Managing Interruptions

Interruptions kill productivity in any work environment and it’s no different if you’re working from home or not. In this post I share some of the techniques I’ve been using for several years to help manage interruptions:

  • The Pomodoro Technique
  • Educate your environment
  • Replay what happened prior to the interruption

The Pomodoro Technique

Check out The Pomodoro Technique website in case you’ve never heard of it. Besides working in focused 25-minute blocks, the main thing I got out of this technique has been tracking interruptions and classifying them as:

  • Internal: have I stopped working on my task because I saw a social network or email notification? Or maybe because I opened the web browser to check one thing related to my task and ended up reading the news instead? Such interruptions are considered internal because I didn’t have self-control and focus to stay on target. That’s easily addressed by shutting off all notifications, at least during that focused time.
  • External: have I stopped working on my task because somebody walked up to my desk and started talking to me? Or maybe because I got pulled into some unplanned meeting? These are external interruptions brought to me. They can be addressed by educating your environment. More on it further down…

I can’t stress enough the importance of taking note of the interruptions, classifying them as internal or external, and finding ways to prevent them from happening again.

Educate the Environment

Let your environment (physical or virtual) know whether it’s ok to interrupt you or not.

  • Let people know that you’re in “do not disturb” mode: put up a flag, a post-it note, your headphones… whatever your token is, just let people know. Don’t forget to put it away when you are available (use the status feature if you’re working from home);
  • Let them know why, if necessary: Depending on the situation, when others know why you’re not available, they are likely to help to keep others from interrupting you;
  • Let them know what they should do if they need you: if they have an urgent situation, let them know to interrupt you by all means. If it’s not urgent, let them know to drop a note such as “I need 5 minutes of your time before 3pm today…”. They can leave a post-it note on your desk or a message in whatever communication channel has been clearly defined. Make sure to get back with them (this is essential for the system to work!).

This is what I have right outside my home-office…

Replay what happened prior to the interruption

A big problem with interruptions is that it takes us an average of 25 minutes to return to the original task. If my task is done on the computer, I’ve found ways to decrease the time it takes me to get back “in the zone”:

Take screenshots: I’ve been using TimeSnapper for a long time. I blogged about this 13 years ago! In nutshell, the tool takes screenshots every 5 seconds. If I get interrupted, I can use the tool to replay the screenshots and jumpstart my mind to put me back in the zone.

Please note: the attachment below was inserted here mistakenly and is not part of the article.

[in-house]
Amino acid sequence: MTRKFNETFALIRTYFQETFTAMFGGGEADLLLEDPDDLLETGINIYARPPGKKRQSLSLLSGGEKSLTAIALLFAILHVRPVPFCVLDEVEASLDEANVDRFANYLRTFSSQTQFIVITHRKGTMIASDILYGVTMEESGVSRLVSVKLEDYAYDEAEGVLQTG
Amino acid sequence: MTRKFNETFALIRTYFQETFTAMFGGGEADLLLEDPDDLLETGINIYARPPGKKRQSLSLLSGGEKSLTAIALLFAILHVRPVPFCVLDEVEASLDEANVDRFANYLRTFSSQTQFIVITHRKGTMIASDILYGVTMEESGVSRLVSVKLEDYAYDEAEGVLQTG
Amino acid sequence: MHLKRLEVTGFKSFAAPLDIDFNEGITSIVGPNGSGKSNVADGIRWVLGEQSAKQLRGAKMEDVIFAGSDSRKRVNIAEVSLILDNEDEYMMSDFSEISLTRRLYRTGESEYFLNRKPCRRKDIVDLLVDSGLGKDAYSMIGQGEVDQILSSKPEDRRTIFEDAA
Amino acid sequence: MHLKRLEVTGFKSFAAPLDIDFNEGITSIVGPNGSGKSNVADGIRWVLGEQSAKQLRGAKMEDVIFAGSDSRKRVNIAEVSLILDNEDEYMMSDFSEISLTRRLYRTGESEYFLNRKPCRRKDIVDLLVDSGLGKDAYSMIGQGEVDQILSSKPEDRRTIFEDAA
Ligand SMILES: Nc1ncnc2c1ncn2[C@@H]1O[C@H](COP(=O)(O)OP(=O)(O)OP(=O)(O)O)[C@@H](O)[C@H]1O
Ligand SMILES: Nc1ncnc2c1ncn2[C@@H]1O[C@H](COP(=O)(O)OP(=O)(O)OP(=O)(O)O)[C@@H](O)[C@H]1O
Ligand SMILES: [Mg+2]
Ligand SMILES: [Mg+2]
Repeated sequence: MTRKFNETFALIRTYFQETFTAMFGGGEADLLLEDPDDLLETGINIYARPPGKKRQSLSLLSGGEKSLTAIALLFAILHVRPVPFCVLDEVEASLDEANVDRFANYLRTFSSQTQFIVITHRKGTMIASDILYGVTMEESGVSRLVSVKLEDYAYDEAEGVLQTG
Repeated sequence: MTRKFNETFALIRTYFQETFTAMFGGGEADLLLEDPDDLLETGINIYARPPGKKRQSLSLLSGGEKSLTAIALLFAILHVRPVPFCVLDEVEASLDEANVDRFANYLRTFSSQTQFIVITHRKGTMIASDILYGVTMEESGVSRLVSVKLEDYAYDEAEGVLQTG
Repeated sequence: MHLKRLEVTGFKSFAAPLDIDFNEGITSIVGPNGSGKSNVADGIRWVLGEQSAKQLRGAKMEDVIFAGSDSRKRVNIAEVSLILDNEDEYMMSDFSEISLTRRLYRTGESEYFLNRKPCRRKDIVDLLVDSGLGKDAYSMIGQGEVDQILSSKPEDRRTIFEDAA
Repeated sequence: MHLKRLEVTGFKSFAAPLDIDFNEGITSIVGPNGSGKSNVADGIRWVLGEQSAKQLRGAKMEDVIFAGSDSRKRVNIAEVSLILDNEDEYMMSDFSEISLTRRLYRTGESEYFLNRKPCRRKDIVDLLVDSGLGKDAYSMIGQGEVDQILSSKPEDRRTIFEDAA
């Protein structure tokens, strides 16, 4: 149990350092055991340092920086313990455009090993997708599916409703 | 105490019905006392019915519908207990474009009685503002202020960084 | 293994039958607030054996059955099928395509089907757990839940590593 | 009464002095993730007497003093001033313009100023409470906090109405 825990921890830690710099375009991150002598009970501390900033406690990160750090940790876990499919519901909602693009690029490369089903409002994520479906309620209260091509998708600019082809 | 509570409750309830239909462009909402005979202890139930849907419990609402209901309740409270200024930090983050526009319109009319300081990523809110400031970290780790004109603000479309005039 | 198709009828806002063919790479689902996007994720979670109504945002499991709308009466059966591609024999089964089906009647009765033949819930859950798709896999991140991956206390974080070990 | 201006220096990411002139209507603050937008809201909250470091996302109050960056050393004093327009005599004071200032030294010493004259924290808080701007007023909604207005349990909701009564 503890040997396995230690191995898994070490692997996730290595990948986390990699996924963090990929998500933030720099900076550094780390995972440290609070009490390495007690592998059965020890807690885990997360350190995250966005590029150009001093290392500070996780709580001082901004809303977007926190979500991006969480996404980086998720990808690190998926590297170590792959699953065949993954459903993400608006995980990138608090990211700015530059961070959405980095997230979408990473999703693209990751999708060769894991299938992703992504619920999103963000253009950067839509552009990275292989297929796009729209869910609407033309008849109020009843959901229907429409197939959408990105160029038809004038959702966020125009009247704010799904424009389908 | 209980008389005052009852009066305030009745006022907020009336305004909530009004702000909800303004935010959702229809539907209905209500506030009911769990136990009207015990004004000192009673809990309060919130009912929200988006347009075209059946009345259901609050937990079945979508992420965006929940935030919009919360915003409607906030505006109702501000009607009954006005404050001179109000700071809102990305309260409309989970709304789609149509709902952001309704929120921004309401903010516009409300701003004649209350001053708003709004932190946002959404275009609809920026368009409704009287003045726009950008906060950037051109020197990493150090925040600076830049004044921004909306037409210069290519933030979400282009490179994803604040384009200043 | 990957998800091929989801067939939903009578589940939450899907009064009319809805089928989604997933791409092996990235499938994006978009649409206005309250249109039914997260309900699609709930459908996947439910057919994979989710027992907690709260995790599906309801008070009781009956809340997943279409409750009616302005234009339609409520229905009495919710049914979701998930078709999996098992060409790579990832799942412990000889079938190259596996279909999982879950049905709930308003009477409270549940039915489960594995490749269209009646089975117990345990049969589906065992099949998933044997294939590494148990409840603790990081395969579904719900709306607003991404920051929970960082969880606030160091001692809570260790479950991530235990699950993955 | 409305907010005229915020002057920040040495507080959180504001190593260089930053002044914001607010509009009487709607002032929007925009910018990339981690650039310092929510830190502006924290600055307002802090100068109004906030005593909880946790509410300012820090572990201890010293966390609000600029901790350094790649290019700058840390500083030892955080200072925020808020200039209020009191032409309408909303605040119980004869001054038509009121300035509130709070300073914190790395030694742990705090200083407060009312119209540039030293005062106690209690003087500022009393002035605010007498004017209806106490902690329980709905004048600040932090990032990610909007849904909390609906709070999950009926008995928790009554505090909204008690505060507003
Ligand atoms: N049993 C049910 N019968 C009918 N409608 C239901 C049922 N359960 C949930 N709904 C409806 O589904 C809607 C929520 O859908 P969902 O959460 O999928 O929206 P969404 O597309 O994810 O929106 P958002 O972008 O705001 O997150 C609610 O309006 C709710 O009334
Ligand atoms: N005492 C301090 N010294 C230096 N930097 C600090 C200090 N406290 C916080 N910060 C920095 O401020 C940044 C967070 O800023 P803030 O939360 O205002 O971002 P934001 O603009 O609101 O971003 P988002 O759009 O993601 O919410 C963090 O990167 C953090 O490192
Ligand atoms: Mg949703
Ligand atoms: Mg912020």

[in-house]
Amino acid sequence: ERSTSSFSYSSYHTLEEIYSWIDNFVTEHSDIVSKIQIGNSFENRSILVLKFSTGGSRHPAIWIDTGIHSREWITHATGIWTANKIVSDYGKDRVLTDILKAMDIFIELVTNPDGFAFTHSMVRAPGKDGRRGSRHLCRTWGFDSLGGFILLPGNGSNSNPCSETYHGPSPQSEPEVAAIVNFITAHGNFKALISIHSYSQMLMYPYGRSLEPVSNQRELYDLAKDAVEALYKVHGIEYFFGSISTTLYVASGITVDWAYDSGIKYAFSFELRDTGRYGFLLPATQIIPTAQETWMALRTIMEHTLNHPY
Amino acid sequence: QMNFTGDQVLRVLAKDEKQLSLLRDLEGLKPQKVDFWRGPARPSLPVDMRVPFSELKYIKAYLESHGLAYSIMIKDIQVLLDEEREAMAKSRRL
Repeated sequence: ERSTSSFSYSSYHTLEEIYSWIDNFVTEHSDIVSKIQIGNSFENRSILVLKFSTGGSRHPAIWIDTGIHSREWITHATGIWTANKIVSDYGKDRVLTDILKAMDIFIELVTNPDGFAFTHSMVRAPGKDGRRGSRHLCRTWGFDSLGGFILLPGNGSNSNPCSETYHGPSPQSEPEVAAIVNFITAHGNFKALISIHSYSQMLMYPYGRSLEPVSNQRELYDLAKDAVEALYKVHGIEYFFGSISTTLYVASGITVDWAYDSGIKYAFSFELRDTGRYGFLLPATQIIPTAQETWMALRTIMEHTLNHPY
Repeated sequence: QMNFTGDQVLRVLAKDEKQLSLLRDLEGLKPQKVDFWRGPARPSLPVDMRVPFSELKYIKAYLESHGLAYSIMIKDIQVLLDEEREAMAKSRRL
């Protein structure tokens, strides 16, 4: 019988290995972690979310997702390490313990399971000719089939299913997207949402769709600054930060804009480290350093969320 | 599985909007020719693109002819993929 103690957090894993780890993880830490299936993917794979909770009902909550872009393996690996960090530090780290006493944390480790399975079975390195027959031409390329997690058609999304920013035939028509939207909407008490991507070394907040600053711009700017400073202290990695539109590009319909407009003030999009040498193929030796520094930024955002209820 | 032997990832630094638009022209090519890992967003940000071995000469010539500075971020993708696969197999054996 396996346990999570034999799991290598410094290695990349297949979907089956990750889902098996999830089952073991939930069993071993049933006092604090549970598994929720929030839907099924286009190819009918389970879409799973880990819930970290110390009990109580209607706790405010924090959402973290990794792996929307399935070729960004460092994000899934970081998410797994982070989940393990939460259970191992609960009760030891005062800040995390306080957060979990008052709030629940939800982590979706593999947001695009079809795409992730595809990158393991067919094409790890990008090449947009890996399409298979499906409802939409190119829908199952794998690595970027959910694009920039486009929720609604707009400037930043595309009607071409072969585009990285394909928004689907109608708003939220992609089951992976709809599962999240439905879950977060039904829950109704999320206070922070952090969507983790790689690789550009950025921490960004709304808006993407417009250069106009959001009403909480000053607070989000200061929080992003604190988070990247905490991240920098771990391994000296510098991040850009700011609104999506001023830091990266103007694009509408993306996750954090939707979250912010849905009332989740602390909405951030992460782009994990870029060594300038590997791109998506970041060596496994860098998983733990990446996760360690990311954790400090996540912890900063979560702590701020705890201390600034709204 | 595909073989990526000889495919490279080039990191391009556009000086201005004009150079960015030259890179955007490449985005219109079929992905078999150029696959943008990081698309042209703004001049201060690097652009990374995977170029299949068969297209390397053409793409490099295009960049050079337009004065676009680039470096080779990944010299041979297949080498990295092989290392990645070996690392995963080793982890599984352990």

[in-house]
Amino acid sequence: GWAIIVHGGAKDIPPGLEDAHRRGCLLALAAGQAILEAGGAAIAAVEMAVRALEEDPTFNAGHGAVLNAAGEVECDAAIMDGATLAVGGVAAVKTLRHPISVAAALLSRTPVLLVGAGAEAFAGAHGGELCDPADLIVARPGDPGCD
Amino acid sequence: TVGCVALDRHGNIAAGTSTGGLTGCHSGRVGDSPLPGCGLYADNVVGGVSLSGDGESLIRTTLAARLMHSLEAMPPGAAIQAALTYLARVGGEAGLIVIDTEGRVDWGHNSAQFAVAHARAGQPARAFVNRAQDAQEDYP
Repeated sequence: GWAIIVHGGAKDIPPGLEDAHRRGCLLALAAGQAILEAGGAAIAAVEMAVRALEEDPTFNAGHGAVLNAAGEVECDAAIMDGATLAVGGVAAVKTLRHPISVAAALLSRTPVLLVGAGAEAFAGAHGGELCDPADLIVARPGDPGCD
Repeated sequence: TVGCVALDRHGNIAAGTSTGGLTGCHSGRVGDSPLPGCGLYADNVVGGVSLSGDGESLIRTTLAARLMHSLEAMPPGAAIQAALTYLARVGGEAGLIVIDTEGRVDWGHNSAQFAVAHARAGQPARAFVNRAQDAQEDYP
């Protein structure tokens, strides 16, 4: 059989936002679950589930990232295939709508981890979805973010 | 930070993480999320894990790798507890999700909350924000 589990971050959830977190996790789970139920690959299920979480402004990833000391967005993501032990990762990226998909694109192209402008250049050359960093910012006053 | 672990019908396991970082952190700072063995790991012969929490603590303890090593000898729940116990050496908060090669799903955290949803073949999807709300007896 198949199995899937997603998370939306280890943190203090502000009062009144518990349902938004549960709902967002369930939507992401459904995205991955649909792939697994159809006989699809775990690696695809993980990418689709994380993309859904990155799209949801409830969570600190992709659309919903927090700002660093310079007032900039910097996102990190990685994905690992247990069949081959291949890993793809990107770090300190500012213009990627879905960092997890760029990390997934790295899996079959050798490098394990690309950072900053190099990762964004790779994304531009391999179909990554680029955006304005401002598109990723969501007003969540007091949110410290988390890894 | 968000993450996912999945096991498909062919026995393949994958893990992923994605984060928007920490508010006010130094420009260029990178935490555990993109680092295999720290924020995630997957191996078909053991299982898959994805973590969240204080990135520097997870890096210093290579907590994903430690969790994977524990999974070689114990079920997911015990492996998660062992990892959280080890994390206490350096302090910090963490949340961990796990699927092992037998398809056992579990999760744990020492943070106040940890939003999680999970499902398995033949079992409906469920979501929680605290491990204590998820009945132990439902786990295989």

Git commits: I’ve also used my commits in Git to get back up to speed after an interruption. If I was heads-down working on a user story, implementing my tests, making them pass one by one, and committing after each step, I can then look at the commits to see the work I had done prior to the last interruption, which helps me get back in the right frame of mind.

Summing Up

If you take anything of this post, this should be it:

  1. Realize you’ve been interrupted;
  2. Determine whether it was an internal or external interruption;
  3. Isolate the source of the interruption;
  4. Put some system in place to prevent the same kind of interruption to happen again;
  5. Some interruptions can’t be prevented, so put a system in place to recover from it quickly.

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Are your User Stories cinematic?

Whenever we teach/learn how to write user stories, we usually use the “As a… I want to… So that…” format, like so:

As a <persona>I want to <have a capability>So that <value this story brings>

It’s not uncommon we end up writing stories such as this one:

As the system
I want to remove duplicate entries from my address database tables
So that I don’t have duplicates

I hope that story has made you cringe. If it didn’t, what’s wrong with you?

Thinking about the Purpose of a User Story, let’s ask:

  • How does the story above help the business either make or save money?
  • Is “the system” a valid persona? (…maybe one day it will be, I guess…)
  • Why is it important that addresses are stored in database tables (as opposed to documents or  CSV files)?
  • What’s the problem with having duplicate addresses?
  • How does that story bring value to the business?

What if we rewrite the user story in this manner:

As the marketing manager
I want to send direct mail with no duplicate addresses
So that I save on mailing costs of marketing initiatives

Much better:

  • The story brings value to the business by saving on mailing costs;
  • It makes it clear that the value is important to marketing managers;
  • It indicates that sending direct mail for marketing initiatives is the business operation affected by the story;
  • No technical details are specified;
  • Any non-technical person can understand it.

With all that being said, here’s a question: what’s the single most important part or sentence in that story?

Here’s the answer: the “so that…” part. It is the part that tells us the purpose of the story. The why. It tells us how the story brings value to the business. It tells us why somebody is willing to pay money to see that story implemented.

Last But Not Least?

So, why is “so that…” the last part of the story?

Why build the suspense?

We shouldn’t expect anyone wanting to create cinematic versions of user stories, so let’s cut right to the chase and highlight the most important part of the story, by rearranging it like so:

In order to save on mailing costs of marketing initiatives
As the marketing manager
I want to send direct mail with no duplicate addresses

Right there, Start with Why. But first, let’s give credit where credit is due: I’ve first learned about changing user stories to go from “so that…” to “in order to…” on the Cucumber website. It made a lot of sense to me (it still does!) several years ago and I stuck with it.

That approach is so ingrained into my way of thinking that when I see a story written as “As a, I want to, So that”, I end up reading it backward (by reading the “so that” part first).

Why does it matter?

Over the years, I’ve sat in many meetings (Sprint Planning, backlog refinement/grooming, etc.), where the leader reads the story out loud following a pace that looks somewhat like this: